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Legal Analysis Suggests Utah's Push To Take Public Land Is Shaky

A new legal analysis from a group of Western attorneys general, including those of Nevada, Arizona and Utah casts doubt on many of the arguments Utah has put forward in its push to gain control of millions of acres of federal land.

The report, based on two years of work, doesn’t address every argument Utah has floated, but it points out decisions by the Supreme Court and other federal courts that could put Utah on shaky ground if it sues the U.S. government for control. The analysis was drafted by lawyers from seven Republican attorneys general, three Democrats and one independent.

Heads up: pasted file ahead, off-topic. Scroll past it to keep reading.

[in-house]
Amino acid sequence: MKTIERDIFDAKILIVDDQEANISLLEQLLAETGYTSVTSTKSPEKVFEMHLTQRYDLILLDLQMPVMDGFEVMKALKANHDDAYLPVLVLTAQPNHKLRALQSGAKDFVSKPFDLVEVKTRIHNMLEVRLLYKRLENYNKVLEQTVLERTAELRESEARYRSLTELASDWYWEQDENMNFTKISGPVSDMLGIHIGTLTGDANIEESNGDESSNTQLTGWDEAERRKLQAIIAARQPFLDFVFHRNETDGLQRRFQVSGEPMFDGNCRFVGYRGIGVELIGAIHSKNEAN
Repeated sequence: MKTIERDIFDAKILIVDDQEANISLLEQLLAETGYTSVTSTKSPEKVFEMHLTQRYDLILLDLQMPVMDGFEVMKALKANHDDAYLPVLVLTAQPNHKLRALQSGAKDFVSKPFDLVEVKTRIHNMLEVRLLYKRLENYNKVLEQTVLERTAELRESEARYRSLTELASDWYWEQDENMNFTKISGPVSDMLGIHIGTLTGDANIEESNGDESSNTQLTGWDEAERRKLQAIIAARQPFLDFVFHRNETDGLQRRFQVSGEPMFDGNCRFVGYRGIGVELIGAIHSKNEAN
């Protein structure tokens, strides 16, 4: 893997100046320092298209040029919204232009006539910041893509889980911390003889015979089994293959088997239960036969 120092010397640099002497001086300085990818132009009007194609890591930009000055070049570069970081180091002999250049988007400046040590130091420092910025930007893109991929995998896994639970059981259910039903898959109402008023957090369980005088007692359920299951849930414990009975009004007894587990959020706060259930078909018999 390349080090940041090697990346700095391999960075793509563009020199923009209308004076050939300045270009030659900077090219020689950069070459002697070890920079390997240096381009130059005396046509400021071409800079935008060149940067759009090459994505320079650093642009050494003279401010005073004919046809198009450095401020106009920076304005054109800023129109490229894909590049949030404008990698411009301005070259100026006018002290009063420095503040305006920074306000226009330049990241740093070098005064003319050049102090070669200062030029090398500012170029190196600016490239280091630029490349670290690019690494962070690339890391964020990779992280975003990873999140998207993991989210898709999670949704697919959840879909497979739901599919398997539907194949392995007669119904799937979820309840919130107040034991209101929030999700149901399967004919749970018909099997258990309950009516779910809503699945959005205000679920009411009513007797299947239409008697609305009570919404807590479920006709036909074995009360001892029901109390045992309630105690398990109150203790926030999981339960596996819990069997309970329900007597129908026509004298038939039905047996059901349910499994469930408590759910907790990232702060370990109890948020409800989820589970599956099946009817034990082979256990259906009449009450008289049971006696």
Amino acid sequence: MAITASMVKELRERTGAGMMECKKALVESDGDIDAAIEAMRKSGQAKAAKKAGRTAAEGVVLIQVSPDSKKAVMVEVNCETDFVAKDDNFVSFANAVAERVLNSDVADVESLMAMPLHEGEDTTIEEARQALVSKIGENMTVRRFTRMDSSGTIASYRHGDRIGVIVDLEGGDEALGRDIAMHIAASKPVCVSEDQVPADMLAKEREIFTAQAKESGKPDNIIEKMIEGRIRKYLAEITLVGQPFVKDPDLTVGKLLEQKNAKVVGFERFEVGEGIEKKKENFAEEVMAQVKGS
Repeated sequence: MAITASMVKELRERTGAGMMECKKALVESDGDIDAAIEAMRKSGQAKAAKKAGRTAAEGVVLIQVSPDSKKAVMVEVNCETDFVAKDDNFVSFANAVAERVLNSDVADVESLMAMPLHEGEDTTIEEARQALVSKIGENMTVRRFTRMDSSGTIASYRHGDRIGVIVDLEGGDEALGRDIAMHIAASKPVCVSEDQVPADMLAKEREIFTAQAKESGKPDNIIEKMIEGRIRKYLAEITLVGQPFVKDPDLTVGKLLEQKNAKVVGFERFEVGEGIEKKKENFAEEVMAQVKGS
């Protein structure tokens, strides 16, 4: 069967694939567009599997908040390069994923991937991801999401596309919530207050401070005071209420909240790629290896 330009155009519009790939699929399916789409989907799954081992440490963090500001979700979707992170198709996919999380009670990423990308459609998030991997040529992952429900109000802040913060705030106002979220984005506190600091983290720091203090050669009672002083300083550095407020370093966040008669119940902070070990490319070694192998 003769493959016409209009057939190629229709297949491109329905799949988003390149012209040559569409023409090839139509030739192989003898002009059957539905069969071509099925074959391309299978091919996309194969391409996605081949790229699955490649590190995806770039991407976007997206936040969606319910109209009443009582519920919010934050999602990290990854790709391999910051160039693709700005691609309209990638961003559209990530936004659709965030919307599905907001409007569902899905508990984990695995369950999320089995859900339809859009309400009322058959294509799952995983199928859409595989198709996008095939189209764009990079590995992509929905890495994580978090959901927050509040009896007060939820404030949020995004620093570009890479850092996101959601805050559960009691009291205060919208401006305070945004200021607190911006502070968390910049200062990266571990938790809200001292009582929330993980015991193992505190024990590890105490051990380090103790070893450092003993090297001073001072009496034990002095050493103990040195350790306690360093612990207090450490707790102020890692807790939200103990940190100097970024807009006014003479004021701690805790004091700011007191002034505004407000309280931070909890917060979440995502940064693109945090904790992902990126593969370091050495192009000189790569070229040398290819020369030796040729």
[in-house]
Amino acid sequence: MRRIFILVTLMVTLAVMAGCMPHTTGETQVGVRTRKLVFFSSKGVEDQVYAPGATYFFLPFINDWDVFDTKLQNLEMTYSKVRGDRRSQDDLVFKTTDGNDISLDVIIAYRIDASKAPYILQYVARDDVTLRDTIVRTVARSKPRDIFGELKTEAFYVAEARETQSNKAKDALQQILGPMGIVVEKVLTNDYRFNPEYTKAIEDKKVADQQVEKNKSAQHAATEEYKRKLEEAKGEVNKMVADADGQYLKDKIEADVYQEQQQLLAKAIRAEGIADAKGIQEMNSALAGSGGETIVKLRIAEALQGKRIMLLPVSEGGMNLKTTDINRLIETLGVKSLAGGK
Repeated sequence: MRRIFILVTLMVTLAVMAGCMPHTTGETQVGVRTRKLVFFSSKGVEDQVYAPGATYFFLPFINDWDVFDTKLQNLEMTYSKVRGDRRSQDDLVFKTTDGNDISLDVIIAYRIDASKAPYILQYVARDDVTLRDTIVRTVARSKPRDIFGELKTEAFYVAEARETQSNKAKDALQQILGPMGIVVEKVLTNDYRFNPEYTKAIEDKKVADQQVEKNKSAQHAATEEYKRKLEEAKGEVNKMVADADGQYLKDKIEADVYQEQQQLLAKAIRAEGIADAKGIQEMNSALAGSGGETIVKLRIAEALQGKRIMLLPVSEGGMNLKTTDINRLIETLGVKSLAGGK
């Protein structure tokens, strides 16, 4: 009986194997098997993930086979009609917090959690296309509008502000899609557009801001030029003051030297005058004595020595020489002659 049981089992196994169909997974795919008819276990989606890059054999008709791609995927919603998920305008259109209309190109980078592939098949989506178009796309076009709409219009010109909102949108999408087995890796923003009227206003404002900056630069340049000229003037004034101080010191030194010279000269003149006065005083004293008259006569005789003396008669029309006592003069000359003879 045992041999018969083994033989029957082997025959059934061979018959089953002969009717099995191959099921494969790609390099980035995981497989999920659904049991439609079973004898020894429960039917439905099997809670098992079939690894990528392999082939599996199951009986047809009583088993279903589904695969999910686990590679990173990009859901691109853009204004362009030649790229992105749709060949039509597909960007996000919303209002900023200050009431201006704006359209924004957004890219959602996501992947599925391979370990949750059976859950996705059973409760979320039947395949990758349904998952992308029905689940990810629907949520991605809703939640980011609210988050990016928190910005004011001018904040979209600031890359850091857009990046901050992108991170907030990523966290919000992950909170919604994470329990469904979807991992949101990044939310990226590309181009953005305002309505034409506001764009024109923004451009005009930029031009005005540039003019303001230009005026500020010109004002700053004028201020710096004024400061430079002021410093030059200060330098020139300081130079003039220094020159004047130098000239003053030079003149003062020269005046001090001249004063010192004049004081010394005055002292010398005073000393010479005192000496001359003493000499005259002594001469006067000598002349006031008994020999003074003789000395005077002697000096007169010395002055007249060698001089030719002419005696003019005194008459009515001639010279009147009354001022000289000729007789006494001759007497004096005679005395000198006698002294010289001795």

It was obtained by The Associated Press through a public records request.

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The Conference of Western Attorneys General, made up of the top law officers in 15 western states and three U.S. territories, voted 11-1 to approve the report at its annual meeting in Idaho this summer.

Critics said it’s one more sign that a lawsuit, which could cost up to $14 million, has little chance of succeeding.

The findings align with legal experts but contrast with the opinion of a team of outside lawyers hired by Utah who concluded last year that the state has some legitimate arguments to make and recommended Utah sue. Utah lawmakers have so far agreed to pay the team up to $2 million for their work.